By opting for Joe Burns and Kurtis Patterson against Sri Lanka, the Australian selectors have come good on their promise to reward Shield runs with national selection.
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The 1992 ICC Cricket World Cup is best remembered for two things: the emergence of Imran Khan-led Pakistan as world conquerors and the introduction of coloured clothing on the cricketing world’s biggest stage.
But the ‘Benson and Hedges World Cup’ also started a trend which has so far lasted over two decades and six different editions of the World Cup.
Beginning 1992, every World Cup final has witnessed an Asian team in action.
In 1992 Pakistan took on England at the MCG, in 1996 Sri Lanka’s claimed their first World Cup title by defeating Australia in the final held at Gaddafi Stadium, Lahore.
Australia then won three consecutive world titles, starting in 1999, under the leadership of Steve Waugh and Ricky Ponting. During those days the Aussies were an unstoppable lot comprising an ably balanced squad with Matthew Hayden, Adam Gilchrist, Andrew Symonds, Michael Bevan, Glenn McGrath and Brett Lee.
As the ICC World Cup travelled across three continents between 1999 and 2007, two things remained constant. The first one was obviously the Aussies’ winning streak, the second was Asian opposition in the final.
At Lord’s in 1999, Australia registered a convincing eight-wicket victory over Pakistan. India were defeated by 125 runs in the final at Wanderers in Johannesburg in 2003, and Sri Lanka lost in 2007 by 35 runs, enabling Australia to grab the first World Cup held in the West Indies.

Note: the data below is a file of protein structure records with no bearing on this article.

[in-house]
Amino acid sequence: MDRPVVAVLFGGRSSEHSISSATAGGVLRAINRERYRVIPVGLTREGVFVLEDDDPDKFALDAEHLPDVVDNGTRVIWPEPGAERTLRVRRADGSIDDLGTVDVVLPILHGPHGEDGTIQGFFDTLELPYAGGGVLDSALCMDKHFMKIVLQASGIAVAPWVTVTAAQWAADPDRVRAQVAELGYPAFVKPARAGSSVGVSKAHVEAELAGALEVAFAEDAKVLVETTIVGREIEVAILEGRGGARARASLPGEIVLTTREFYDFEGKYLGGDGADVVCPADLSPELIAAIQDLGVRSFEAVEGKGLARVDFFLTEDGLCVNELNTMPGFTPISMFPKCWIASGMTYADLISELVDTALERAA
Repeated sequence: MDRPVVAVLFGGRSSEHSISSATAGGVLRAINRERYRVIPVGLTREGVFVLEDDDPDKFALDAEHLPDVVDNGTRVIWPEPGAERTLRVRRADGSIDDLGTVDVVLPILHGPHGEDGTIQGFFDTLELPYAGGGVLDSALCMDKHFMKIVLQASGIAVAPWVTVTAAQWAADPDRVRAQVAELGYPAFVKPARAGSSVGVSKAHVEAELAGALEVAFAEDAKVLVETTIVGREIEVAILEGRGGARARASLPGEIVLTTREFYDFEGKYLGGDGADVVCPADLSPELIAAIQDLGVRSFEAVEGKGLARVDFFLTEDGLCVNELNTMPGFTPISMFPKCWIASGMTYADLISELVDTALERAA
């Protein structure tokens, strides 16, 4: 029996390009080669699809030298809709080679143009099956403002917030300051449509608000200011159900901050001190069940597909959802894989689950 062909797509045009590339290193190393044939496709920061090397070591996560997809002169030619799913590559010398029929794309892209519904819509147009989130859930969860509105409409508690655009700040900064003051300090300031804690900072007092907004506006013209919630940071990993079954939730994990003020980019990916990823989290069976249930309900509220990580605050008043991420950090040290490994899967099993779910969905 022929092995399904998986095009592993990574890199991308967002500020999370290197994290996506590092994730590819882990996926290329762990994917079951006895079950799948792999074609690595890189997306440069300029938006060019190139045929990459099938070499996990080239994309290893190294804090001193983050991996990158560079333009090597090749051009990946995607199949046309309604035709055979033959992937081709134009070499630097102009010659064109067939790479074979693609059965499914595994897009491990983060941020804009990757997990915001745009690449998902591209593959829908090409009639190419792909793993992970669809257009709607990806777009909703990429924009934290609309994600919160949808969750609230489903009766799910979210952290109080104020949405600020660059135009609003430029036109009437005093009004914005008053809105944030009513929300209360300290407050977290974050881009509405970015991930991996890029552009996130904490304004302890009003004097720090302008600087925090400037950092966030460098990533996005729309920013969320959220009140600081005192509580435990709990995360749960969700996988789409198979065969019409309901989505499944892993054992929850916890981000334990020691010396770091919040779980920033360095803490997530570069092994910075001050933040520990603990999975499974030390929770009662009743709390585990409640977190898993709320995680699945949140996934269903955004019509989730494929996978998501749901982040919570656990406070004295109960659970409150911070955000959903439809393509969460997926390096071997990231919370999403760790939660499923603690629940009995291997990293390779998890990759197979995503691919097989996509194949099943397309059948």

These victories will forever remind us of the greatness of the Australian players of that era. Their legacy stands as strong as those who brought pride to the Caribbean by bagging the two inaugural World Cup trophies in 1975 and 1979.
What went unnoticed amidst these triumphs was the manner in which the Asians continued to challenge Australian hegemony despite the three continental giants failing to even put forth a fierce contest in the finals.
But when the World Cup came to the Indian sub-continent in 2011, it was truly Asia’s time.
The final, held at Wankhede Stadium in Mumbai, not only led to the fulfilment of the boyhood dream of cricketing great Sachin Tendulkar but for the first time ever, the cricket world saw an All-Asian final – India versus Sri Lanka!
The previous six World Cups are testimony to the fact that cricket has become an Asian sport, so it does not come as a surprise that an Asian team knocked out the very pioneers of the ‘gentleman’s game’.
By defeating England in the crucial World Cup tie at Adelaide, Bangladesh proved that cricket has truly emerged as an egalitarian sport. A game which is viewed by many as a colonial legacy of the imperial times is being dominated not by the colonialists but by the colonies – Australia included.
Three Asian teams have already booked their place in the quarter-finals, but what remains to be seen is whether another Asian team will make the final.
More importantly, will an Asian squad lift the trophy as India did four years? Will Australia register a record-breaking fifth title, or will the Kiwis or Proteas get a shot at the their first?